Sales expected to remain low, while prices should stabilize. "Shanghai's housing policy stance is likely to remain tight throughout 2017, because stabilising the housing market is a top political priority," said Stephenie Zhou, Head of Project Sales for JLL Shanghai. As such, sales in the mass market will likely stay low over the next 12 months. In the high-end segment, sales are also expected to be relatively muted in 2017, mainly due to limited new supply in the pipeline. However, given solid demand from upgraders, we expect prices to remain stable in the months to come.

​​– ends –​​


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About JLL

JLL (NYSE: JLL) is a professional services and investment management firm offering specialized real estate services to clients seeking increased value by owning, occupying and investing in real estate. A Fortune 500 company with annual fee revenue of $5.2 billion and gross revenue of $6.0 billion, JLL has more than 280 corporate offices, operates in more than 80 countries and has a global workforce of more than 70,000. On behalf of its clients, the firm provides management and real estate outsourcing services for a property portfolio of 4.0 billion square feet, or 372 million square meters, and completed $138 billion in sales, acquisitions and finance transactions in 2015. As of September 30, 2016, its investment management business, LaSalle Investment Management, has $59.7 billion of real estate assets under management.  JLL is the brand name, and a registered trademark, of Jones Lang LaSalle Incorporated. For further information,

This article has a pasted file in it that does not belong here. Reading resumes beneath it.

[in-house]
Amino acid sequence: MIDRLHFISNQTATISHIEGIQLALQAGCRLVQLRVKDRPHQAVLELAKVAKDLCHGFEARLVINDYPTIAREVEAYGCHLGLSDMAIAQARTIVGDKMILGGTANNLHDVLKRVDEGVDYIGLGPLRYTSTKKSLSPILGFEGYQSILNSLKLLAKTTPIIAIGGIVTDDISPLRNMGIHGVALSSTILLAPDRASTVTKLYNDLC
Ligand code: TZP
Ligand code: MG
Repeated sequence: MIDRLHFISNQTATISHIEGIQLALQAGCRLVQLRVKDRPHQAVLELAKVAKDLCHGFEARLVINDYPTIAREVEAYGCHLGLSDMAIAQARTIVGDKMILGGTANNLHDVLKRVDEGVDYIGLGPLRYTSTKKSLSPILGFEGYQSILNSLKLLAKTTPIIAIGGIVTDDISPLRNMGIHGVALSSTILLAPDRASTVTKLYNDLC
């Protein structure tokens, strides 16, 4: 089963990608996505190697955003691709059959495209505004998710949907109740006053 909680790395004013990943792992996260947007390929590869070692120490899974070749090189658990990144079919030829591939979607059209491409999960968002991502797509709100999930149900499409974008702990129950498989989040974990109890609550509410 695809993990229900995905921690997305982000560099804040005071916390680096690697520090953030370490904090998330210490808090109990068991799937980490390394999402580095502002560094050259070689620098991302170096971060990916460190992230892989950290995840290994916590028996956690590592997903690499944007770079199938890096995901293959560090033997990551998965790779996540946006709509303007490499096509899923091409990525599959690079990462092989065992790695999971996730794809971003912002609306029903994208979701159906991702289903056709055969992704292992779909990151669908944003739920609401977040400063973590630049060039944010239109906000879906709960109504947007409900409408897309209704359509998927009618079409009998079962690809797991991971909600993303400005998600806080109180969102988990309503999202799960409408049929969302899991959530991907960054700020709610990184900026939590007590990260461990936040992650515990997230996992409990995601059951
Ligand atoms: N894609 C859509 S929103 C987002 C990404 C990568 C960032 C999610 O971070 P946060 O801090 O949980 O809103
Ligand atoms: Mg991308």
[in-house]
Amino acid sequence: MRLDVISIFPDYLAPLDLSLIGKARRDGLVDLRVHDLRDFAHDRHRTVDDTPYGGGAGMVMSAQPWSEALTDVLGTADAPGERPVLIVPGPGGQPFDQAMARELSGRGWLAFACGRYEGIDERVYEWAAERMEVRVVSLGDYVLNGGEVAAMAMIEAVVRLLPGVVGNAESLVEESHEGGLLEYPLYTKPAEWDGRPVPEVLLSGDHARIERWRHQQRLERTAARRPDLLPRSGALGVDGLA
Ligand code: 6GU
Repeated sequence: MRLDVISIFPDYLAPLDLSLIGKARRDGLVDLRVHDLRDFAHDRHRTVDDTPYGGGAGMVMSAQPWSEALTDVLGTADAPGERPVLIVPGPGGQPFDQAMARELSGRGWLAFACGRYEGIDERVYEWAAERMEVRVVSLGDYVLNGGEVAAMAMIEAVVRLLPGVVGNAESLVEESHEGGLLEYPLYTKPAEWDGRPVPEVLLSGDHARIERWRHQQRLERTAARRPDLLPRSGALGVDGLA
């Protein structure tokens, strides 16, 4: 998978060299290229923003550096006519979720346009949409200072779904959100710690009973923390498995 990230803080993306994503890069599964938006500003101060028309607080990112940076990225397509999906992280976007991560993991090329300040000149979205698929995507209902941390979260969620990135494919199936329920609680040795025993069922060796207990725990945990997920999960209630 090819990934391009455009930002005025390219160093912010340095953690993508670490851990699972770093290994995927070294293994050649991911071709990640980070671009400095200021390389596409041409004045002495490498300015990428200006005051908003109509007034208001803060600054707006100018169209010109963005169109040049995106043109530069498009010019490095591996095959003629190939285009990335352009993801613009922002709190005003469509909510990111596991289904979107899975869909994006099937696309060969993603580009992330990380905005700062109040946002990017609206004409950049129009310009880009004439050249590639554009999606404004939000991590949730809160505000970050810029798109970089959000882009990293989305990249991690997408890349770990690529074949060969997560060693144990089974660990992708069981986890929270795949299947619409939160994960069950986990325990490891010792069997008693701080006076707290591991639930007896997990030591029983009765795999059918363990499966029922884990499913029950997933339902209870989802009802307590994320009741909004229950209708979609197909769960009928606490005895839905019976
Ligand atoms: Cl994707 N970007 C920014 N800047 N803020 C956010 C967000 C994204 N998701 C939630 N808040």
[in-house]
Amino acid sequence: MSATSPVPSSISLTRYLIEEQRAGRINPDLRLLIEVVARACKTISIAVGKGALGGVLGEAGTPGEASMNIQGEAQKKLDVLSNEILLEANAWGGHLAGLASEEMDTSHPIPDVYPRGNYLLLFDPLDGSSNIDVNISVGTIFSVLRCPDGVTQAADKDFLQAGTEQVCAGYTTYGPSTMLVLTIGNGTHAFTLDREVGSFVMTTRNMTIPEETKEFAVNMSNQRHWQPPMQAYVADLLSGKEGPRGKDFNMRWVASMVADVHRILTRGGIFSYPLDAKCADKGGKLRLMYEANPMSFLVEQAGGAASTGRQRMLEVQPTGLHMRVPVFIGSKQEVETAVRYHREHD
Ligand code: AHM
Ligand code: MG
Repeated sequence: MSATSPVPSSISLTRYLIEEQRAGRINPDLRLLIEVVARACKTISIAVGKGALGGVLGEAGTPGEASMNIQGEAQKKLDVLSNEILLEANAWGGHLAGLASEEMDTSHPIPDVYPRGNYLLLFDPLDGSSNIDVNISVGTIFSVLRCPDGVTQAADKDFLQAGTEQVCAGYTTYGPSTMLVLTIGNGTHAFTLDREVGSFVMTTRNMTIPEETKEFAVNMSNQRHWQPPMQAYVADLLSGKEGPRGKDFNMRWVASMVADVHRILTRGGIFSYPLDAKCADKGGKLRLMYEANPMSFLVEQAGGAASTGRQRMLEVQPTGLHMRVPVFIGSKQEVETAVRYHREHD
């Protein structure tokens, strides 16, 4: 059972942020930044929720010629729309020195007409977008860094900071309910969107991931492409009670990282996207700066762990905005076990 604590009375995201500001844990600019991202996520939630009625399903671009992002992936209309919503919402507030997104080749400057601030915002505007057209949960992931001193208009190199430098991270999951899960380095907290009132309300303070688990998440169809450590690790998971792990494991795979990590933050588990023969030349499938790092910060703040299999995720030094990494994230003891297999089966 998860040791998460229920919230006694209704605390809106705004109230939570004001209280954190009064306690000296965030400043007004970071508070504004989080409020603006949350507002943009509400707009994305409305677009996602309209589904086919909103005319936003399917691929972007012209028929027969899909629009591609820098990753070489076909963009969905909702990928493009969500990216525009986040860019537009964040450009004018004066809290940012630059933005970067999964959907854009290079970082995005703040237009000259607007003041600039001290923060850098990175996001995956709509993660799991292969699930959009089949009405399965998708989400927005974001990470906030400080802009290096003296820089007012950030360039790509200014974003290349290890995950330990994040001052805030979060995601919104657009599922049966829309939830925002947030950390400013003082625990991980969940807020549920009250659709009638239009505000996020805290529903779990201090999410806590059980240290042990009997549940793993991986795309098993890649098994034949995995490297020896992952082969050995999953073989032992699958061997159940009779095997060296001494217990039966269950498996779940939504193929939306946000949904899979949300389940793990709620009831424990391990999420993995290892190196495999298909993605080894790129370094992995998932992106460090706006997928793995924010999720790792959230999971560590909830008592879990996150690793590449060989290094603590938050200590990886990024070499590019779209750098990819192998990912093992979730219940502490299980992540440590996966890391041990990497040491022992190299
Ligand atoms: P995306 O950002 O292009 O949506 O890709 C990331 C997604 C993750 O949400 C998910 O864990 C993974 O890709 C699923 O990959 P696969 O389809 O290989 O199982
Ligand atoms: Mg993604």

JLL has over 50 years of experience in Asia Pacific, with 36,000 employees operating in 94 offices in 16 countries across the region. The firm won 15 awards at the International Property Awards Asia Pacific in 2016 and was named number one real estate investment advisory firm in Asia Pacific for the fifth consecutive year by Real Capital Analytics.​  

​​In Greater China, the firm was named ‘Best Property Consultancy in China’ at the International Property Awards Asia Pacific 2016, and has more than 2,200 professionals and 14,000 on-site staff providing quality real estate advice and services in over 80 cities across the country.​​​​​​​​​​​​